Make Sure You Understand Your Care Plan

I have to say I got great care at the ER, and the main reason I feel that way is that everyone person, from the orderly to the X-ray tech to the nurse to the doctors, made sure I understood their plan for me and that I asked all my questions. If that is not your experience at the hospital, speak up. Ask every question you have, even if you have to ask your question repeatedly until you are comfortable with the answers. Tell them everything you’re feeling, even if you think it couldn’t possibly matter.

Of course, I am not a doctor, and please don’t read this as medical advice, but here’s what you may expect if you go the ER with symptoms of a heart attack.

  • Heart monitor
  • Chest x-ray
  • Blood work
  • More blood work
  • More meds
  • Echo stress test
  • And a bunch of waiting to see if anything changes

The blood work was interesting because it introduced a new idea: it might not be a heart attack. It might be a pulmonary embolism instead. You don’t want blood clots in your lungs anymore than you want to have a heart attack, and I was glad to know that this threat I hadn’t even considered was being ruled out.

But it was the cardiac enzyme blood work, in part, that meant I’d stay overnight at the hospital. It has to be repeated every few hours to rule out a heart attack. Every time one of those tests came back clear, I was a step closer to safety.

By the next morning, I had an echo stress test, passed that, and was sent home knowing my heart was in great shape, but having no idea what produced my symptoms in the first place.

Texting Is Your Friend

If you have time to grab to these necessities on the way to the hospital, do. In my case, we hurried out the door too fast, and I was later texting lists to my husband.

  • Cell phone charger
  • Ear buds
  • Prescriptions in original bottles
  • Change of clothes (we’ve been married 20 years and he doesn’t know which drawer is my underwear drawer)
  • Toothbrush and toothpaste
  • Dry shampoo
  • Facial wipes
  • Hairbrush
  • Kindle (and charger) or book

Texting is also awesome when you’re too tired to talk, but need to alert family or ask a neighbor to meet your kids at the bus stop.what-i-learned-when-i-didnt-have-a-heart-attack-by-the-party-teacher-1-1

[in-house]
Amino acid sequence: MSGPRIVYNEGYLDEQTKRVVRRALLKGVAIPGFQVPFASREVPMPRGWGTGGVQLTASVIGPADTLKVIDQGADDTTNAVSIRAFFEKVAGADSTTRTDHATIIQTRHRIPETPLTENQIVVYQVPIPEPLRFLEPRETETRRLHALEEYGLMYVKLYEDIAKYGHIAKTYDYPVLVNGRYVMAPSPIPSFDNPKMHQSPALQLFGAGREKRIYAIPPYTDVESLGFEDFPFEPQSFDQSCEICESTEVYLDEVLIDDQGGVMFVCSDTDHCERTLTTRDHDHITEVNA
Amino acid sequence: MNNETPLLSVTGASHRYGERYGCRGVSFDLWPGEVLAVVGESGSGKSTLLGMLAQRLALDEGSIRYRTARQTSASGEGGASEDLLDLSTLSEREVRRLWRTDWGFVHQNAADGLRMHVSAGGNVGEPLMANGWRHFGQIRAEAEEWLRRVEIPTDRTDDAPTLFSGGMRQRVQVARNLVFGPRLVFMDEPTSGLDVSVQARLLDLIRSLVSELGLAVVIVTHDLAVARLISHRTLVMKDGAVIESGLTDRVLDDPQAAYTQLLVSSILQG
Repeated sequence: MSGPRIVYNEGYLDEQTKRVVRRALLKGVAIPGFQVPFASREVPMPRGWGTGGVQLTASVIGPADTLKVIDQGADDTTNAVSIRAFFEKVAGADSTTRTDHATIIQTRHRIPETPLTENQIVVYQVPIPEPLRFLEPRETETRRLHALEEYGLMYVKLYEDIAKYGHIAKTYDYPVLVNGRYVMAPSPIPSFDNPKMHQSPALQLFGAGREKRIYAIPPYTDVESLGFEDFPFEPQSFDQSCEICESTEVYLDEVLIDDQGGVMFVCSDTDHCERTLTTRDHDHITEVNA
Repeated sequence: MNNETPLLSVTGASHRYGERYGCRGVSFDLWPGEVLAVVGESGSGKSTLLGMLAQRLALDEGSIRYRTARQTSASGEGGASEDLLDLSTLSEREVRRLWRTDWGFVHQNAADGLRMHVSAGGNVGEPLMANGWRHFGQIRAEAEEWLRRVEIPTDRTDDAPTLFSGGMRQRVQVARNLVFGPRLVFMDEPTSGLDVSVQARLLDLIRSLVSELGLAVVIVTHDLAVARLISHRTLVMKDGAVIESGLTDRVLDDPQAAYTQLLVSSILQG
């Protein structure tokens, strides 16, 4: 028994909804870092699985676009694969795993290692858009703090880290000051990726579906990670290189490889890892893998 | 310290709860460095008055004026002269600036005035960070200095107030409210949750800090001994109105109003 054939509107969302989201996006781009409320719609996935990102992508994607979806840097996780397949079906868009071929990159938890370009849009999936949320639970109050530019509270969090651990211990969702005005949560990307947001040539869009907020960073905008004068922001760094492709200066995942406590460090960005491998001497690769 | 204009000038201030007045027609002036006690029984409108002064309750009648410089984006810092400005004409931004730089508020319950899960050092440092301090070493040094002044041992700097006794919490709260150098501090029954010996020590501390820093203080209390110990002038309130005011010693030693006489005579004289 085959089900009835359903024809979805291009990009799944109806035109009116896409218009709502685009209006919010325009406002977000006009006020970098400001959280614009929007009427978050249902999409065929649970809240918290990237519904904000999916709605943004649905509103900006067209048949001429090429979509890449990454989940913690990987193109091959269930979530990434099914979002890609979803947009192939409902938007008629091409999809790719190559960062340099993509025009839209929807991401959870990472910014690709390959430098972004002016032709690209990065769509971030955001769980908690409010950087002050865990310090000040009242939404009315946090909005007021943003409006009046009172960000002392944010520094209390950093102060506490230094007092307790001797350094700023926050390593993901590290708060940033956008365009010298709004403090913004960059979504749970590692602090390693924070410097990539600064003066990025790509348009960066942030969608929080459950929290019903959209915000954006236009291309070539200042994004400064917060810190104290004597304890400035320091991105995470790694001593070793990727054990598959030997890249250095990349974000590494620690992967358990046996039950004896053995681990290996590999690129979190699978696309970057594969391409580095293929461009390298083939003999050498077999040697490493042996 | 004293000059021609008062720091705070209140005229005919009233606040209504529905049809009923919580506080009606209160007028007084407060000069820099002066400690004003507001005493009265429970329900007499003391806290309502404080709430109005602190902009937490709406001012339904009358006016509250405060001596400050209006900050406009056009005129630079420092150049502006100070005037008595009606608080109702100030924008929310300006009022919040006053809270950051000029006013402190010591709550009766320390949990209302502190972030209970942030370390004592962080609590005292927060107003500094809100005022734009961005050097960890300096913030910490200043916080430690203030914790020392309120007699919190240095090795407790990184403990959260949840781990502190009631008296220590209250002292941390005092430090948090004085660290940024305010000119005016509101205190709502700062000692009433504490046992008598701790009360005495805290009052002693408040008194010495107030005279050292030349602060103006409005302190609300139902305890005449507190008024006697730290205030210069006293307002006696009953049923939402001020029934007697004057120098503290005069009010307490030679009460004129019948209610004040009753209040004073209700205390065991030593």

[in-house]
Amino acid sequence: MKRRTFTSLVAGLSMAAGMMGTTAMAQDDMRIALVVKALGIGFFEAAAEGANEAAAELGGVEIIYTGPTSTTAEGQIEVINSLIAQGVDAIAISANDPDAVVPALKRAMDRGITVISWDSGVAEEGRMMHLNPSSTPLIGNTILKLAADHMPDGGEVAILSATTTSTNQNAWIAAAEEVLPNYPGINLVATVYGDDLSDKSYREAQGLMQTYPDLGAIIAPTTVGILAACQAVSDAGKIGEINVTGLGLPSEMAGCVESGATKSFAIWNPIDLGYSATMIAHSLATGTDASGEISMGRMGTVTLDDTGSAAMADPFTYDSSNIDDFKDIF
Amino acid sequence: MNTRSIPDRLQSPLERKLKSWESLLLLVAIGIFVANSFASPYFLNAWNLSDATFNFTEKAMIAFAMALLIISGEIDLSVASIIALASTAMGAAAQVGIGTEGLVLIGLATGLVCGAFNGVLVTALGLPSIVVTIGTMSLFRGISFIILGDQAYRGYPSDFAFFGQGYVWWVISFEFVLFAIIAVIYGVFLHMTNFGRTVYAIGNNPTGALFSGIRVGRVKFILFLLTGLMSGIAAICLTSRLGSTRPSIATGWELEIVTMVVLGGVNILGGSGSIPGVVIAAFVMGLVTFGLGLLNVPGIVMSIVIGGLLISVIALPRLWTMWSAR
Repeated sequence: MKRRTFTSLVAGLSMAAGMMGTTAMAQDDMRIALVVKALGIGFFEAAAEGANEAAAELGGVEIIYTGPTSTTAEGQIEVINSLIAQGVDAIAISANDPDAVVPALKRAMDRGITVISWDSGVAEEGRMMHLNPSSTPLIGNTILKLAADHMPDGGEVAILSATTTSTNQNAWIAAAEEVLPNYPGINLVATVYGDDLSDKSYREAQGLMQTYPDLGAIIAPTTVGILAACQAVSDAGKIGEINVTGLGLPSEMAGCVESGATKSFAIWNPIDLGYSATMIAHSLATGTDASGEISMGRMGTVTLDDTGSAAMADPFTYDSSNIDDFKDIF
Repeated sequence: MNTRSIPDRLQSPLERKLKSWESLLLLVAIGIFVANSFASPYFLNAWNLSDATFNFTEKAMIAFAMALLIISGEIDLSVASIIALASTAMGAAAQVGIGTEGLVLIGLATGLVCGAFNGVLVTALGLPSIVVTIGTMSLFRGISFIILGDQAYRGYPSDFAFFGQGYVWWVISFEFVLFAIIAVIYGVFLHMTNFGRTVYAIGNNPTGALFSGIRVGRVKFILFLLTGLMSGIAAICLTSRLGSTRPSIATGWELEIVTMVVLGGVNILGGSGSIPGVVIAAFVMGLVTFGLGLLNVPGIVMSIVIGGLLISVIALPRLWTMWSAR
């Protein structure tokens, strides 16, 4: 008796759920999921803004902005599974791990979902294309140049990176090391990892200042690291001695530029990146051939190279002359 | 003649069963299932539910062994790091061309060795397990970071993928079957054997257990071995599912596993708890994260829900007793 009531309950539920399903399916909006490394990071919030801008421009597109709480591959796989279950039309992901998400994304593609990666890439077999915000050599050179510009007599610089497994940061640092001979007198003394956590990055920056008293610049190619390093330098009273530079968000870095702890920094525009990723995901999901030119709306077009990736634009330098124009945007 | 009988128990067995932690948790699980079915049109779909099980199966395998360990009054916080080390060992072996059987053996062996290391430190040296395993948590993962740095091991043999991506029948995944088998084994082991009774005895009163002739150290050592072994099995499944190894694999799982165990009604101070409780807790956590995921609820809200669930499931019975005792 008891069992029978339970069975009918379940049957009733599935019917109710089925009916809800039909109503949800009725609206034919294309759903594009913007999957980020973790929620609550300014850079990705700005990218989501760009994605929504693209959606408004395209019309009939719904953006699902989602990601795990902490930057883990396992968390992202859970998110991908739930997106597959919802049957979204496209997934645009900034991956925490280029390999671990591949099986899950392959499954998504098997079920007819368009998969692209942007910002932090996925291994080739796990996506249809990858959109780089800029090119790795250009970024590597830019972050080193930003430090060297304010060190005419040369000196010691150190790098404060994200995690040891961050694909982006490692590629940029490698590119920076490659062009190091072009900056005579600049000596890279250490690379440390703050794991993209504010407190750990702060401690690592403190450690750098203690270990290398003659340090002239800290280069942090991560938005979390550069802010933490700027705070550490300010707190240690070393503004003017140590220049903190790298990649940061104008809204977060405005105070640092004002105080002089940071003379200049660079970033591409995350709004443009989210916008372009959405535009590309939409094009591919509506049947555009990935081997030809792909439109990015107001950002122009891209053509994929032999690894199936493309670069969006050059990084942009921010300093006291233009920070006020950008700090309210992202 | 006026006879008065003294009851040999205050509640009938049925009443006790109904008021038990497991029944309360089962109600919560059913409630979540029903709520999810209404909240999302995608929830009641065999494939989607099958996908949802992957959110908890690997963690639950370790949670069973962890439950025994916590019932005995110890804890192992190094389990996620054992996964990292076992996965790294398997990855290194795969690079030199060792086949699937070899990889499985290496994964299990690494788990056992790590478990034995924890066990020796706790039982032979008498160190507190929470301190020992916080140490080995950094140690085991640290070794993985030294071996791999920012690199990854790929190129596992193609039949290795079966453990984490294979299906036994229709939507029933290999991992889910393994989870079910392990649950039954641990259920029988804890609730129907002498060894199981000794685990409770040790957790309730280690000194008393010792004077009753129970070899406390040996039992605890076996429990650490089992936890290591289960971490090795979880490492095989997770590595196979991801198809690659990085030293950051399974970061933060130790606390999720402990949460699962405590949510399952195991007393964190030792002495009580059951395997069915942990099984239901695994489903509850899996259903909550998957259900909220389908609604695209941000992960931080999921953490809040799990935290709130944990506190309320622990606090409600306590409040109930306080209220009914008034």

Have a Hospital Buddy

From being with my father in the hospital during his final illness, I also am absolutely convinced that every hospital patient needs a personal advocate with them — especially overnight. It’s too hard to deal with all the info coming at you when you don’t feel well and it’s 2 a.m.

The hospital buddy should be ready to speak up for you and help you make decisions. With Don’s support, it was easier for me to say “no” to medicine for anxiety, a sleep aid, and something that might have lowered my low blood pressure even further.

But Mainly…

When I had my heart attack symptoms, it didn’t seem crazy to me or to Don that I might be having a heart attack. That right there is a wake-up call. That points to a wee bit too much stress in my life.

So for the past several months, I’ve let a lot go. I haven’t been here on the blog much. I haven’t been house-working much (and it shows). I’ve given myself a pass from the mommy guilt over the stuff I’ve let go. I’ve asked for help more. I’ve gone to bed hours earlier. Because it is INSANE that the idea I might be having a heart attack sounds reasonable. I’m not going there again.

I hope that if you ever wonder if you’re having a heart attack, you’ll do two things:

  1. Take your symptoms seriously and get them checked out.
  2. When you’re better, make some changes so hopefully your heart attack never happens.